However, offering ignorance as a service is not as popular as I would like it to be.  There is often an assumption that an agile coach should be able to assess the team, make some decisions about where there are gaps or opportunities and then set some clear goals to work toward.

This is a minor dilemma for me because I do see the value of going beyond ignorance and to start understanding what is happening at a deeper level. For example, being able to notice bottlenecks and their recurring causes can come from spending some time with the team. The coach is still curious but no longer truly ignorant.

In fact the team might notice that the coaches questions are changing a little at this point. They are still asking both clarifying and probing questions but the balance might be shifting from clarifying to probing. If you are not familiar with these terms, you can read this simple explanation https://global.indiana.edu/documents/global-perspectives/clarifying-and-probing-questions-handout-step-2-define.pdf

But then we might go one step further and move from sharing observations about the team’s interaction and flow of work, toward assessing those things in detail and sharing interpretations. 

Now we might analyse information in detail (cycle time, team interaction) before consolidating our understanding and sharing our conclusions with the team.  This can be valuable and I think it is what a lot of teams (and their leaders) are looking for when they have a coach.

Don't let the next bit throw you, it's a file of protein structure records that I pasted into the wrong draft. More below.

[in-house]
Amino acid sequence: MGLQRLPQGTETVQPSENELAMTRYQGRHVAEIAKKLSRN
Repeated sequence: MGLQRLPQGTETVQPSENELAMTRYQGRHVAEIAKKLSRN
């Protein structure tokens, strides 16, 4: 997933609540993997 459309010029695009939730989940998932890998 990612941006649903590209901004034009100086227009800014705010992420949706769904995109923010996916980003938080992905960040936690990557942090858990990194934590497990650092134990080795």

But the new value of coach driven analysis and direction setting might be coming at a cost.

The team gains greater clarity in identifying key areas for improvement, the coach gets to provide some concrete advice to the team and the leadership team get to see evidence of how the coach is adding value. However the team and coach might cease to question their preconceptions and assumptions as closely (since they are now shared assumptions) and the team might delegate some of the ownership of their improvement journey to the coach.

I suppose that teams need different things at different times, so there is a place for both the advice of the coach and their curiosity.  There is sometimes a need for someone outside the team to provide erudite analysis and outside experience. At other times, there is a need for the coach to avoid stepping in to guide the team forward to what they know (assume?) is a better place to be.

Ideally, for me, the role of the coach is to help the team to develop the curiosity and the skills to ask their own questions. In practice though, sometimes there is a need (or at least a desire) for the coach to provide a more detailed assessment of the team and their current performance, so that they can recommend and drive towards a better outcome for both the team and their stakeholders.

I wonder where the balance is for me with the people I am working with at the moment. Perhaps it is a good time for me to turn my ignorance power back on and start to ask myself some questions about my current assumptions as a coach.